Bucket sampling in petrochemical refineries isn’t new, and it isn’t very effective. Bucket sampling involves an operator simply walking up to a spigot, turning it on and collecting the sample in a bucket or other container. The samples pulled from a spigot may not be fresh or representative, or they could be impacted by exterior elements like fluctuating temperatures - both of which could foul the sample. Sampling this way involves additional significant safety risks to the operator, which can cost in manpower and money. Factor in the time it takes an operator to capture a sample and the logistics involved in getting it to the lab, and soon what was thought to be an easy and cheap sampling method is anything but.
Plants can eliminate the imprecision and headaches associated with bucket sampling by transitioning to a low-emission (low-e) closed loop sampling system, which is safe, simple and accurate.
Worker and environmental safety is always a priority in any industry, but it takes on added importance in a petrochemical refinery. Poisonous gases like hydrogen sulfide are byproducts of the refining process and exposure is an always-present threat. Therefore, using buckets and spigots during sampling is risky because of the potential for spills and prolonged toxic vapor release, both of which can harm operators and the environment.
On the other hand, closed loop systems are completely safe. They keep liquids and gases contained, and operators use a series of valves and vents to control the low e-sampling process. Closed loop systems also comply with the stringent OSHA and EPA requirements that are the benchmarks of worker and environmental safety.
Further, closed loop systems reduce the sample volume from a “bucketful” to anywhere from 2 to 32 ounces. These small samples reduce the amount of waste produced by bucket sampling, removing the need to address how they will handle its safe disposal after testing.
In a busy petrochemical refinery, the last thing that’s needed is a complicated sampling system. Experience shows that the more complex the system, the less likely it is to be used to its potential – if at all. Operators simply don’t have the time to learn the intricacies of a multi-valve panel. And, at times, a multi-valve solution is overkill.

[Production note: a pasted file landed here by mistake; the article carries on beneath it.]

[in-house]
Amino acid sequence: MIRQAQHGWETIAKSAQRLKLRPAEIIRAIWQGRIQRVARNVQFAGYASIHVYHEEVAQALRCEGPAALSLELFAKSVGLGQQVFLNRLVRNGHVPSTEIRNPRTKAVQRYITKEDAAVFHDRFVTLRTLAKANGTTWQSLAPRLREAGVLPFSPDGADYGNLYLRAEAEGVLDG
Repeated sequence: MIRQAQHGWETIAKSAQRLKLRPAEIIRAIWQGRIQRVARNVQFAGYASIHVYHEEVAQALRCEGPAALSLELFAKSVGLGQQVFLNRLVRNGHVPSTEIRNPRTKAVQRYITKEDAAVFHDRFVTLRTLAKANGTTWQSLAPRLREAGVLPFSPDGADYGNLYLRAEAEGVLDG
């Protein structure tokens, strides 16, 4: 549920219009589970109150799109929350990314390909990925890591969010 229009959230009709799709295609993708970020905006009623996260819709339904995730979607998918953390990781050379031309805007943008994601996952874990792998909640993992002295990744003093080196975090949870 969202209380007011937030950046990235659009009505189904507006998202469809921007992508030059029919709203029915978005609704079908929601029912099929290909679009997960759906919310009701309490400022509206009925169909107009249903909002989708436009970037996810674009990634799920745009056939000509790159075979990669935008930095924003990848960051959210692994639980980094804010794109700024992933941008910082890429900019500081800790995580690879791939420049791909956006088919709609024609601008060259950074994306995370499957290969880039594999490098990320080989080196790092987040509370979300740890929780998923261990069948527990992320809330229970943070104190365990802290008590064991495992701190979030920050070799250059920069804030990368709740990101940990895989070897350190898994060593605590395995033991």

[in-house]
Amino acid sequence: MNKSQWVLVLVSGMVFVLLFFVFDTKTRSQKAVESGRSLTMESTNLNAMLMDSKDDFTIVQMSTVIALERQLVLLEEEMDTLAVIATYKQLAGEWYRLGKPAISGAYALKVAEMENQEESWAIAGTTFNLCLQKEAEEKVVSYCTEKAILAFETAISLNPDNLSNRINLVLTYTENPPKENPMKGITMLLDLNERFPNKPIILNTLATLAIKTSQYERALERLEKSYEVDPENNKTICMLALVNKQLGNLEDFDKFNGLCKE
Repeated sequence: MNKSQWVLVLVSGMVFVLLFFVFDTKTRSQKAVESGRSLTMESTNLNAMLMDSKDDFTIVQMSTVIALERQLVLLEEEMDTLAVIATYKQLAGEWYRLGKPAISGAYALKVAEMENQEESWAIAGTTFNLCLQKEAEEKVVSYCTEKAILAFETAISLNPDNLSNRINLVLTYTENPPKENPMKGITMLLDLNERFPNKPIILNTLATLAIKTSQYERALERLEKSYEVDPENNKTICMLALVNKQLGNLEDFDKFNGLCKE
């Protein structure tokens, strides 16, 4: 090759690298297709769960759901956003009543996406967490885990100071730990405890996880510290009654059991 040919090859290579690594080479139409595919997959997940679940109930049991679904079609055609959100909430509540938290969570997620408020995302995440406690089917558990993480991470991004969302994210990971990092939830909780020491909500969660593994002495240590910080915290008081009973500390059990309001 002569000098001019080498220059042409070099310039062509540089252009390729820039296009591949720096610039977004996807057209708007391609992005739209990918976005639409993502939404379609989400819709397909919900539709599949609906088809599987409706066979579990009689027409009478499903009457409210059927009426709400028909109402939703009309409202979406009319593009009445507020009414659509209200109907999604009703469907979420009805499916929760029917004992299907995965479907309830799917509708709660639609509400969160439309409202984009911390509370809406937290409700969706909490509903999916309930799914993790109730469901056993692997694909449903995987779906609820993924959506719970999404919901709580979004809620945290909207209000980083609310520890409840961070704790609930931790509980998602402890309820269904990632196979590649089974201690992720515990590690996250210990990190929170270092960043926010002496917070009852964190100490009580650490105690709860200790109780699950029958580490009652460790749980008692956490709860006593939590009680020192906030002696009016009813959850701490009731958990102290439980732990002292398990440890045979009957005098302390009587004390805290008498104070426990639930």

Keep it simple. For example, recently, a customer raised a red flag about an eight-valve sampling panel that was a burden to operate and, frankly, not used because of its complexity. Our answer? We set in one sampling line with one sampler. When it came time for sampling, the operator switched one valve , opened the bottom valve to collect a representative sample, and then returned the valve to bypass mode. Done. Our simplified system was easy to use and saved a considerable amount of time without compromising the sampling process.
If your samples aren’t fresh, there’s no point in analyzing them. Say a liquid is sitting in a 50-foot line over a period of days. Even when the operator pulls a sample after letting a spigot run, there’s a good chance that the repeated exposure to the heat of the day or other factors changed the liquid’s properties. It’s not a true representative sample of what’s flowing, and test results will be skewed – wasting time, effort and money. It also jeopardizes the quality and consistency of the end product.
Capturing accurate representative samples isn’t a concern with low-e sampling. Closed loop systems are designed to aid operators in pulling fresh material directly from the flow. There is no guesswork as to age or potential detrimental exterior impact. Test results are reliable.
Give our team a call at +1-262-567-7256 or complete our online contact form to discuss how Sentry low-E closed loop systems for the petrochemical refining industry can help you achieve safe, simple and accurate sampling results.